How Levi's has Remained Cool for 100 Years.

 

a century under the influence:

how levi’s has remained cool for one hundred years.

By Drew Ligget

 
 
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Being cool is not something that lasts forever. Most often, it does not last long at all. 


Trends evolve, tastes change, fads die. This a constant of life. Watching Ringo Starr perform in 2018 or reading the recent Rolling Stone profile of a sad and lonely 55 year old Johnny Depp is all one needs to see to know that even being among the coolest people on Earth at one point in time does not guarantee you a life time seat at the cool kids table. (Unless you are Keith Richards, then you do all the drugs and never die and always remain cool). Jim Morrison, Jimi Hendrix, Jean Michel-Basquiat, and Tupac will always be young, energetic, rebellious, and cool because they were not around long enough to grow old and lose touch with relevancy. Like musicians and artists, fashion brands must also evolve and find new ways to remain culturally relevant or risk undoing their status as modern and important (ie JNCO). Demand needs to be manufactured constantly, emerging trends have to be addressed, and influential early adopting consumers must continue to be interested in your brand or it will simply fall out of fashion and ultimately become a staple of malls from Reno to Tallahassee.  The point is, becoming relevant is the easy part, staying relevant over a long period of time is next to impossible.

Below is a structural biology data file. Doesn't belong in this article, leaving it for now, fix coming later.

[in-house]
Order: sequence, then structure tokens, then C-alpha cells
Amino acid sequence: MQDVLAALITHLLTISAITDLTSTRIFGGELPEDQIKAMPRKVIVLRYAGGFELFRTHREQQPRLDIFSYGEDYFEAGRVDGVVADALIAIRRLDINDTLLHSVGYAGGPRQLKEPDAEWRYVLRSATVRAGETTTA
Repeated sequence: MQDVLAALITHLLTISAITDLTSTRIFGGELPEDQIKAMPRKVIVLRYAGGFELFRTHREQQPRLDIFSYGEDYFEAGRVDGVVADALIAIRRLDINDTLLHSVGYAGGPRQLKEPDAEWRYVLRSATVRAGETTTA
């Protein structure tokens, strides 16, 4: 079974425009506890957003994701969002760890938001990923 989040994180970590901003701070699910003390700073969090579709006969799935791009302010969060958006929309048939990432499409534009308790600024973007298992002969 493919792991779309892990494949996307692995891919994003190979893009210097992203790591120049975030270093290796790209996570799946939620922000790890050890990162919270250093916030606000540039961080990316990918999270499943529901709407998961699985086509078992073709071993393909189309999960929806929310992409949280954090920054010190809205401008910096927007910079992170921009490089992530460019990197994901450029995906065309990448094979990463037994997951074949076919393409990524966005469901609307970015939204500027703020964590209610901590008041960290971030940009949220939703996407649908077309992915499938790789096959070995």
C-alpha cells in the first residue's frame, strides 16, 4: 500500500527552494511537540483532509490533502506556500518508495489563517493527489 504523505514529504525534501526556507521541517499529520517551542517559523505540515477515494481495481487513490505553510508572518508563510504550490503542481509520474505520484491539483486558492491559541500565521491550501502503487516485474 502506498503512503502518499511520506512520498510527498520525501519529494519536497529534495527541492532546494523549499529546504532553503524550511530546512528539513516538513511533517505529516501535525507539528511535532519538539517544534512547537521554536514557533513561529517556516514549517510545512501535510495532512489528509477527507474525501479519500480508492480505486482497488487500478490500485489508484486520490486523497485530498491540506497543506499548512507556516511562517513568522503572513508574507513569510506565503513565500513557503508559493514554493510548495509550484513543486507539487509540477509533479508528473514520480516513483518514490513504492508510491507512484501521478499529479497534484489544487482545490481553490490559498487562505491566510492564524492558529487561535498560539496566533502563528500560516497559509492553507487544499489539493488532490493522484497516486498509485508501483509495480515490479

If a clothing designer is fortunate enough to find a way to break through the noise and have a moment, they may become successful for a couple of seasons.  If the designer happens to tap into a cultural trend and all of the right people are both wearing and talking about their collection, it could become a brand name and have a nice multi-year moment of popularity. If the brand is at the forefront of the culture and manages to create a trend, it may have a half-decade long stay at the top before the next cultural shift happens and a new era of editors, icons, and influencers are on to the next thing.  The brand can then try to adapt but look like they are chasing trends, or it can become a symbol of a foregone era (ie JNCO). The point is, becoming relevant is the easy part, staying relevant over a long period of time is next to impossible.